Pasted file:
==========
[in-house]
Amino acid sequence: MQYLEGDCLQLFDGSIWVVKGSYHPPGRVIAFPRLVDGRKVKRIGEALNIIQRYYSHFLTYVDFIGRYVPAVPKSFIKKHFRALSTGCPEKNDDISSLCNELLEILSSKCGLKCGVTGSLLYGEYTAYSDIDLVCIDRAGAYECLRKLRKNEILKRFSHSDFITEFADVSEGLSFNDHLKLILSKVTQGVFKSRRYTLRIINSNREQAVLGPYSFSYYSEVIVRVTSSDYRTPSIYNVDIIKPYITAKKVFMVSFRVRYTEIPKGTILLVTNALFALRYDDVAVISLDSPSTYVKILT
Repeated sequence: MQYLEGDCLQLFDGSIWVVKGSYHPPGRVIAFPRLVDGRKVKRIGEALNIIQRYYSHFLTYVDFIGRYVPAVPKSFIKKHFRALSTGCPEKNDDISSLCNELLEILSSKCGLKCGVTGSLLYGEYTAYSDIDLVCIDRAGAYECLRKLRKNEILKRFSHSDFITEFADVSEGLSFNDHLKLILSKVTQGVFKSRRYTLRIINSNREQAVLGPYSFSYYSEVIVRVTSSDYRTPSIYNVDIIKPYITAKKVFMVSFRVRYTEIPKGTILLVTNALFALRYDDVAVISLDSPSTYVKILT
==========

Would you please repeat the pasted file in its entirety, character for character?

[in-house]
Amino acid sequence: MQYLEGDCLQLFDGSIWVVKGSYHPPGRVIAFPRLVDGRKVKRIGEALNIIQRYYSHFLTYVDFIGRYVPAVPKSFIKKHFRALSTGCPEKNDDISSLCNELLEILSSKCGLKCGVTGSLLYGEYTAYSDIDLVCIDRAGAYECLRKLRKNEILKRFSHSDFITEFADVSEGLSFNDHLKLILSKVTQGVFKSRRYTLRIINSNREQAVLGPYSFSYYSEVIVRVTSSDYRTPSIYNVDIIKPYITAKKVFMVSFRVRYTEIPKGTILLVTNALFALRYDDVAVISLDSPSTYVKILT
Repeated sequence: MQYLEGDCLQLFDGSIWVVKGSYHPPGRVIAFPRLVDGRKVKRIGEALNIIQRYYSHFLTYVDFIGRYVPAVPKSFIKKHFRALSTGCPEKNDDISSLCNELLEILSSKCGLKCGVTGSLLYGEYTAYSDIDLVCIDRAGAYECLRKLRKNEILKRFSHSDFITEFADVSEGLSFNDHLKLILSKVTQGVFKSRRYTLRIINSNREQAVLGPYSFSYYSEVIVRVTSSDYRTPSIYNVDIIKPYITAKKVFMVSFRVRYTEIPKGTILLVTNALFALRYDDVAVISLDSPSTYVKILT